Emmett Till is being memorialized with a national monument. Here are the 3 sites involved
Today, July 25, would have been Emmett Till’s 82nd birthday.
Instead, the 14-year-old Black teen from Chicago was kidnapped, tortured and killed by two white men in Drew, Mississippi, in August 1955 after he was accused of whistling at a white woman, Carolyn Bryant Donham, while on vacation visiting family.
His death, and his mother’s response to it, helped launch the civil rights movement. Now, President Joe Biden is expected to sign a proclamation establishing a new national monument preserving three sites — two in Mississippi and one in Illinois — where Till’s life began and ended.
Roberts Temple Church of God in Christ Bronzeville, a historically Black neighborhood on Chicago’s South Side, is one of the three sites. Thousands of people gathered at the church to mourn the teen after Mamie Till-Mobley decided to hold an open-casket funeral in September 1955 — revealing how badly her son had been mutilated.
Graball Landing, on the banks of the Tallahatchie River in Tallahatchie County, Mississippi, is the first of two Mississippi sites being recognized. The spot is a “well-accepted” approximation of where Till’s body was recovered, Benjamin Saulsberry, education director of the Emmett Till Interpretive Center, said.
Till was kidnapped by Roy Bryant, Bryant Donham’s husband at the time, and J.W. Milam after Bryant Donham said the teen whistled at her in her family’s grocery store. After kidnapping Till, the pair tortured him before shooting him, then weighted his body and tossed him into the river.
The landing is in a deeply rural area, down a gravel road that winds through miles of corn and soy. A large bulletproof sign is the only indication that something happened here.
“I think it’s through the recognition of these spaces, like this one especially that speaks to us,” Saulsberry said. “To be able to acknowledge for better, for worse or otherwise, the truths of how this nation has gotten to where it has gotten and then to say objectively, we have to do differently and better.”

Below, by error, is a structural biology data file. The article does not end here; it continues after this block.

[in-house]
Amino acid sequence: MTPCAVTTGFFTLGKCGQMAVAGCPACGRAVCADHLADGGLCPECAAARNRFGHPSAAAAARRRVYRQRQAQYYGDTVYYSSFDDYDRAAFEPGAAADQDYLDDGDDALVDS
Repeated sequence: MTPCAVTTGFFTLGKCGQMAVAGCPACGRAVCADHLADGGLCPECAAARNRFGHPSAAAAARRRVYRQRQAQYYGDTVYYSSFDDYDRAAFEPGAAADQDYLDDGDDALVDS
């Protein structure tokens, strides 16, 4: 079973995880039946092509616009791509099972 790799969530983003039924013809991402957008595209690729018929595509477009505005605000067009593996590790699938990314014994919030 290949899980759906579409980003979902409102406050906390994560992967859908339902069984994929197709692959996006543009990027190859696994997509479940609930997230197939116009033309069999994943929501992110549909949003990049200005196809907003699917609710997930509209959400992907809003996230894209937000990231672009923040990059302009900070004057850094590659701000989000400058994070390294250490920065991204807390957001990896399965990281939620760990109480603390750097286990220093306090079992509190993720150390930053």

Saulsberry said a national monument could encourage visitors to think more critically about the role they have in dismantling racist systems.
“My hope is 70 years down the road, you know, we can ask ourselves, why were we so little?” he said. “Why were we so small in our thinking and our valuing of one another? Why are we so willing to take for granted the brevity of life? And as such, why would we allow for an environment in a system that would perpetuate or sometimes reward the dehumanization of people?”
The third site is in nearby Sumner, Mississippi, at the Tallahatchie County Courthouse where the two men accused of killing Till were put on trial in September 1955 — just a week or two after Mamie Till-Mobley held Till’s open casket funeral.
Because of that funeral, national attention turned to Mississippi. The modest courthouse would have been “packed to the gills,” Alan Spears, senior director of cultural resources for the National Parks Conservation Association, said.
Here, an all-white, all-male jury acquitted the two men who murdered Till after just five days at trial. The two later confessed to the crime, but nothing ever happened to them. Bryant Donham also testified at the trial that Till touched her and made sexual statements — though she admitted to lying about some of the details.
Spears believes the national park designation provides a bit of narrative justice for Till, something he and many others who were met with unjust violence, weren’t afforded while they were alive.
“We say their names to make sure that we honor their lives and that we remember them, and as long as their names are spoken, they will never be forgotten,” Spears said. “We do that by saying Emmett's name and by saying Mamie’s and by remembering. That gets us there. It doesn't get us all the way, but it gets us there, or at least a little bit closer.”
Gulf States Newsroom deputy editor Rashah McChesney and the Associated Press contributed to this report.